After Bravura Debut, Acta Faces Follow-Up
Friday, February 22, 2008
VIERA, Fla., Feb. 21 -- There was an envelope placed in Manny Acta's hand, and inside the envelope was a letter. The letter was from the Lerner family, which owns the Washington Nationals, and inside the letter was a check. And the check? Well, it doesn't even matter what the number was, or how many zeroes it had. What mattered was the check itself, a bonus for a job well done in 2007. The letter -- it mattered, too, applauding Acta for a fine job on and off the field as the Nationals' manager. But above all, what mattered to Acta was the gesture.
"I told them, 'You don't need to do this -- this is my job,' " said Acta, who confirmed receiving the bonus after a reporter, who already had been told of it by another source, asked him about it. "I don't have any incentive bonus in my contract. I've never had one in any contract -- because it's just my job. My job is to win. My job is to get it done. And I thought it was an outstanding gesture. I wasn't expecting it."
On Friday morning at 9 a.m., Acta, 39, will address the Nationals prior to the team's first full-squad workout of the spring, and he will do so with a much higher profile and stronger reputation, both within the organization and around the game, than he had a year ago, when he walked into that same room having never managed a big league game.
That profile and that reputation were forged last year over the course of a surprisingly solid 73-89 finish with a team many experts figured would lose 110 or more games -- a performance that earned him a fourth-place finish in National League manager of the year voting -- and through constant interaction with players, reporters and fans, who universally praise the job Acta did last season.
Principal owner Mark Lerner declined to be interviewed for this story, but President Stan Kasten acknowledged how thrilled ownership is to have hired Acta following the dismissal of Frank Robinson.
"He took command of the team the minute he stepped in the locker room," Kasten said. "He's a no-nonsense kind of guy, in terms of what he demands, but he's supportive of everyone on his team. He doesn't tolerate not playing the right way, but he makes it fun to play the right way, and do it together."
There may not be another manager in baseball for whom it can be said: He is immune from criticism. In a game where every columnist, blogger and talk-radio caller must have a strong opinion or be unheard, it is virtually impossible to recall something bad that has been said or written about Acta. Even Acta himself, who ought to know, could not come up with an example of his being criticized.
"It'll come," he said. "We had such low expectations, it helped me in the first year -- because people were expecting so little. People who know about the game saw the way we handled our bullpen, and the way we handled our team -- regardless of the talent -- and knew we knew how to handle the team, which was 90 percent of the job.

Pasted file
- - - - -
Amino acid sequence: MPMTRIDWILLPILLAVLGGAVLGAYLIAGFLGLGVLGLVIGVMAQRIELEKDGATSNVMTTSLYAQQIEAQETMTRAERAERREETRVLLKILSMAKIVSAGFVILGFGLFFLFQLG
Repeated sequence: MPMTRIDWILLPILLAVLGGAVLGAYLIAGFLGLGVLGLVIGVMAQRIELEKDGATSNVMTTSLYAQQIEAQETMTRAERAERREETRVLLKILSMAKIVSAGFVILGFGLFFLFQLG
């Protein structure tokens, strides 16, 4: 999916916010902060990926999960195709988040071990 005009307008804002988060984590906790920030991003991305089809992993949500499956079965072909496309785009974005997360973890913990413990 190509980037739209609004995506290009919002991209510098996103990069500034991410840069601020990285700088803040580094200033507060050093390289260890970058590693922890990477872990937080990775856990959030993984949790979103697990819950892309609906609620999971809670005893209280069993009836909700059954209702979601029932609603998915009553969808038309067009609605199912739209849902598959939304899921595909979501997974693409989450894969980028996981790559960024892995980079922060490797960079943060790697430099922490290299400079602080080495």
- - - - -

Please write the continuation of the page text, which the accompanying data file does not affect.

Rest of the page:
"I'm fiery, but I don't show it as much on the field. I don't go out there every single call. But I guarantee you, there will come a time if we struggle a little bit, and we have high expectations, some people are going to bring that up."
It may seem difficult to perform a thorough, honest self-evaluation when the feedback is universally positive, but Acta said it was not difficult at all. It involved a lot of time by himself, "Thinking about [the season], reflecting on it, month by month, going over particular situations with different players.
"To me, everything went smooth -- very smooth -- other than maybe I couldn't get the best out of, let's say, Felipe," Acta said, speaking of infielder Felipe L¿pez, who had a career-worst season in 2007 while dealing with personal problems. "But the thing is, I felt like I did everything I could do. And [L¿pez] acknowledged that, both at the end of the season, and again just the other day when I talked to him."
That may have been his biggest disappointment of 2007, but in the next breath Acta said he counts his handling of L¿pez's situation -- which included highly public tough-love gestures such as multiple benchings, as well as countless hours spent consoling and encouraging the player behind closed doors -- as one of his biggest triumphs of 2007.
"It was huge," he said, "because the rest of the guys right away said, 'He's not afraid to take a guy out.' "
Acta also spent time this winter crunching numbers and looking for ways to improve his understanding of them. He is the sort of manager who can speak knowledgeably about newfangled stat-geek terms such as VORP (value over replacement player), who understands the critical value of a high on-base percentage, and who is willing to give any player the green light to steal bases as long as he can demonstrate a success rate of at least 70 percent, which in statistical circles is considered the cutoff point at which the value of the bases gained outweighs the damage of the outs made.
"If there are things out there that can improve me, I can't just be such a hardhead and say, 'I'm doing it this way, because Casey Stengel did it this way,' or, 'The first guy I ever learned under told me you have to bunt in this situation,' " Acta said. "You have to adjust in life. I consider myself a mixture of old school and new school. I've evolved a little bit in life. I haven't been afraid to change my mind."
Acta's new challenges in 2008 include the raised expectations of last year's strong finish and an influx of talent this offseason, and the addition this year of several players with significant baggage attached to them.
But when Acta speaks to his assembled charges Friday morning, at the start of a journey together of more than seven months, he already will have their full respect and the self-confidence gained by the successes of 2007, which is all he needs. Anything else would be a bonus.